An extract from one of Harvard Business Review’s all-time popular articles written by Peter Drucker in 1999. The ideas in this are still extremely relevant today

Managing OneselfIn terms of personal development and managing oneself towards excellence, Peter F. Drucker suggests you ask yourself the following five questions:

1. What are my strengths?
2. How do I work?
3. What are my values?
4. Where do I belong?
5. What can I contribute?

These are not simple questions and require an honest self-analysis…

What are my strengths?

This is about not wasting time in areas where you have little knowledge or competence and concentrating on building on your strengths. According to Drucker, you discover strengths through feedback analysis – analysis you get about your own effectiveness from other people, from the results you are producing or not etc.

Many organizations don’t analyze this about their employees and end up turning competent performers into mediocre ones. A classic example is someone doing a great job as a front-line executive then turning out to be a poor team leader. The reality is many organizations and their HR departments spend a lot of time trying to fix employees’ weaknesses rather than focusing on their strengths.

How do I work?

Every individual has unique strengths and a unique way of performing. This is really largely a question of personality and although people can be taught to work differently from the way they would like to, they always gravitate back to the way their nature is.

Peter Drucker used two examples in his article of well known people not knowing if they were a reader or a listener. Dwight Eisenhower, former supreme commander of the allied forces in Europe, apparently didn’t know he was a reader not a listener. Lyndon Johnson destroyed his presidency by not knowing that he was a listener, not a reader like his predecessor John Kennedy.

Some people work well in teams – others excel when left alone. Some people collapse when in stressful environments and others thrive. Winston Chruchill did poorly at school, simply he was not a reader nor a listener. Churchill learned by writing. Some people learn by taking notes, some learn by drawing pictures they can relate to, yet others learn by doing or learn by hearing themselves talk. Understand how you learn!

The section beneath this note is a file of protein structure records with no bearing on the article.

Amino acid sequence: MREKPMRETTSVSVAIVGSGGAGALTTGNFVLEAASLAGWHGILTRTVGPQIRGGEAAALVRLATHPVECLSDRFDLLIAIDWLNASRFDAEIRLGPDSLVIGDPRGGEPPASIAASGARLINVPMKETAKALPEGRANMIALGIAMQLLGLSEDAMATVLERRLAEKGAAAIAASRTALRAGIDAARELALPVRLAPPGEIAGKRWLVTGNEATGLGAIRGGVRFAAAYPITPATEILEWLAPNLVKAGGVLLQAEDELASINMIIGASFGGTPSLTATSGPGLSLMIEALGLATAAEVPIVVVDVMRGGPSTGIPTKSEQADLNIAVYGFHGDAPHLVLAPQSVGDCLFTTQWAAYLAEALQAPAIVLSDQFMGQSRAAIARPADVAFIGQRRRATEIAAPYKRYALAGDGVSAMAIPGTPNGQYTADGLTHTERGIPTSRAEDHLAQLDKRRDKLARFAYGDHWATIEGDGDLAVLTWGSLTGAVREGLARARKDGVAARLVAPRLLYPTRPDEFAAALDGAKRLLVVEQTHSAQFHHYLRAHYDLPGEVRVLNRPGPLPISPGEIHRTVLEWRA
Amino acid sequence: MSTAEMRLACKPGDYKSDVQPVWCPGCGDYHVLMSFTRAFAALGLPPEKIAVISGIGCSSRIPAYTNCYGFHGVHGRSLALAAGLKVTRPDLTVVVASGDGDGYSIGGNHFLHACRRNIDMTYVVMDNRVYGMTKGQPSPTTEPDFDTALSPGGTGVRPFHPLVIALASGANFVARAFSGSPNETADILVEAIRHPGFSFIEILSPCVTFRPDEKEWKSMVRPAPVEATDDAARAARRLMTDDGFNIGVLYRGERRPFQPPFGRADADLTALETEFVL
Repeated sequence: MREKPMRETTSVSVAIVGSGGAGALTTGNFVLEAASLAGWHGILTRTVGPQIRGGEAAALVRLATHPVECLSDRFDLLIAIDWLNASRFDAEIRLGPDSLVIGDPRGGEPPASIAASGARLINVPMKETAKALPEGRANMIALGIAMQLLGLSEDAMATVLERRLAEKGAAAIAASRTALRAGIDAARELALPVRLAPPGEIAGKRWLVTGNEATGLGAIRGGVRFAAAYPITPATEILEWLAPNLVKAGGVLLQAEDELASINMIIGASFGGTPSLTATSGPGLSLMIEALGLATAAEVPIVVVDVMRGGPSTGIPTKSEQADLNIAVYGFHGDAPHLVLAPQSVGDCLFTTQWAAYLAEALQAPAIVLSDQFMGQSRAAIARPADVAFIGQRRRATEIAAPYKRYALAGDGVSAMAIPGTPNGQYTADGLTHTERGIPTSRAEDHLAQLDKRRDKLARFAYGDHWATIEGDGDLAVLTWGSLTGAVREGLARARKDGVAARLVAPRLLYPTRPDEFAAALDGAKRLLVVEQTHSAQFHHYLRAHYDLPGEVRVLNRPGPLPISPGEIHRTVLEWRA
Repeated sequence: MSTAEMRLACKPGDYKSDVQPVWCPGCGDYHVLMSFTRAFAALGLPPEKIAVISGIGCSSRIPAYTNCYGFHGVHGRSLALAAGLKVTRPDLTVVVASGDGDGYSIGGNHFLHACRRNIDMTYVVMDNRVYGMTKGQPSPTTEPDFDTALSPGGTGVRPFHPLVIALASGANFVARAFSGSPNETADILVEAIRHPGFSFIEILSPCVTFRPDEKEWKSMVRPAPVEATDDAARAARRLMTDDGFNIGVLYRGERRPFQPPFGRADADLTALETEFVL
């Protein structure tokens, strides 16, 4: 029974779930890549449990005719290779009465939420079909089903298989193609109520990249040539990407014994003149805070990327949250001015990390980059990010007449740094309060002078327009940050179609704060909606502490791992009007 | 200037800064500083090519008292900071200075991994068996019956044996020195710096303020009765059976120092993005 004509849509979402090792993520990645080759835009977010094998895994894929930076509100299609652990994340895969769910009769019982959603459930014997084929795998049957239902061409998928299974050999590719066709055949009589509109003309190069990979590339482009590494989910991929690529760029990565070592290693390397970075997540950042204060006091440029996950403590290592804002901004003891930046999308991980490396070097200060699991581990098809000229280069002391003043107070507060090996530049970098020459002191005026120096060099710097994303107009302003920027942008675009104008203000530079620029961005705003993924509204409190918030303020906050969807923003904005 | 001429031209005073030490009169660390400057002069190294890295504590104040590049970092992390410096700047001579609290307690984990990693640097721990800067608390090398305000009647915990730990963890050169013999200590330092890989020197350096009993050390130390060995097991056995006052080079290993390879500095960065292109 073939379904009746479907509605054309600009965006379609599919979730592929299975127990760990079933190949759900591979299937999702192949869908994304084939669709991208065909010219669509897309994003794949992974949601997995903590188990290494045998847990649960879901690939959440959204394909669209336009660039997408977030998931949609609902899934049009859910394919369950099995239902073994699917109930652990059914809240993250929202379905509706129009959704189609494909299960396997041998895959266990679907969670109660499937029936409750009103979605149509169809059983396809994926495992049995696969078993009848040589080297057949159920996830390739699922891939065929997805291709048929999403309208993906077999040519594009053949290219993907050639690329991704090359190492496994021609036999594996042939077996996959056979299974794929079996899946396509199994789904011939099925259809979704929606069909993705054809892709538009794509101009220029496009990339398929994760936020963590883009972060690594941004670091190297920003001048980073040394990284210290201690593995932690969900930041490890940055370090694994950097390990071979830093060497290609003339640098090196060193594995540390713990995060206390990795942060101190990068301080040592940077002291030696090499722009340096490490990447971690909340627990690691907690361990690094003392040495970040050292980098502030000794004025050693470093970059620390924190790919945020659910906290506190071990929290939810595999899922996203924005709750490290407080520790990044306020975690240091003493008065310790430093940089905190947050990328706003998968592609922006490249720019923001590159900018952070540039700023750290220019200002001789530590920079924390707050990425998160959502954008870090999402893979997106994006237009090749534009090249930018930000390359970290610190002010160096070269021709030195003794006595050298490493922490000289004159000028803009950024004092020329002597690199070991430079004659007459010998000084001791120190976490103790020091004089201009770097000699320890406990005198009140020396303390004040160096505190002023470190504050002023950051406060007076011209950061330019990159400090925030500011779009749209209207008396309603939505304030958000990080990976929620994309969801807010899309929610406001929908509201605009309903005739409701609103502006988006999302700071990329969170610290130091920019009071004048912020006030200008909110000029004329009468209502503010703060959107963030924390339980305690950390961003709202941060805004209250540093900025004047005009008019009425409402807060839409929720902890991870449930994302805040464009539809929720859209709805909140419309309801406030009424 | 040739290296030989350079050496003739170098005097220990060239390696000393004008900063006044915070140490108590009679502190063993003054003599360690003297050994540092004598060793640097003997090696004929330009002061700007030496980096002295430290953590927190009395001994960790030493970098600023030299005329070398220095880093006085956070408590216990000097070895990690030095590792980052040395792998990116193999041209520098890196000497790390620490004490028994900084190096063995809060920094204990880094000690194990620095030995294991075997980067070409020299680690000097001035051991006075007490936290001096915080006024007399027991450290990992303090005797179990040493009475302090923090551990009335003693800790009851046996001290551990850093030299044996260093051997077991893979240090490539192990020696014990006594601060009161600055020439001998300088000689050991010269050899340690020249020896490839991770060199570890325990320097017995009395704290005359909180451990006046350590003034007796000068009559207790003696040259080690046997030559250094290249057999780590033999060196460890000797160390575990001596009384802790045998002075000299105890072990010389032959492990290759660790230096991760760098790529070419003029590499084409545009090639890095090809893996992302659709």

Peter Drucker suggested “don’t try to change yourself, you are unlikely to succeed, but work hard to improve the way you perform.”

What are my values?

To answer the values question, Peter Drucker suggested the mirror test. “What kind of person do I want to see in the mirror in the morning”. Organizations have (ethical) values as well. In order to perform well or being effective in an organization, both the values of organization and individual must be compatible. Value conflicts result in frustration and non-performance.

Where do I belong?

If you answered the first 3 questions (What are my strengths, How do I perform, What are my values) you should be able to decide where you do belong or where you do not belong ! Drucker said “Successful careers are not planned. They develop when people are prepared for opportunities because they know their strengths, their method of work, and their values.”

What can I contribute?

Professionals need to learn to ask themselves some important questions:

“What should my contribution be?”
“What results have to be achieved to make a difference?”

Responsibility for relationships

Managing oneself means taking responsibility for relationships, which consists of two parts:

One – you have to appreciate that others around you are also unique individuals, with their own diverse history, background, beliefs. Don’t expect them to be like you or in accordance with your expectations. Drucker’s quote is really insightful: “Working relationships are as much based on the people as they are on the work.”

Two – when you clearly communicate your strengths, the way you work, your values and proposed contribution, colleagues find it most helpful and respond with the question “Why didn’t you tell me earlier?”.

The second half of your life

Finding a second area in your life – whether in a second career, a parallel venture or perhaps a social enterprise – offers an opportunity for being a leader, for being respected, for being a success and for being more fulfilled.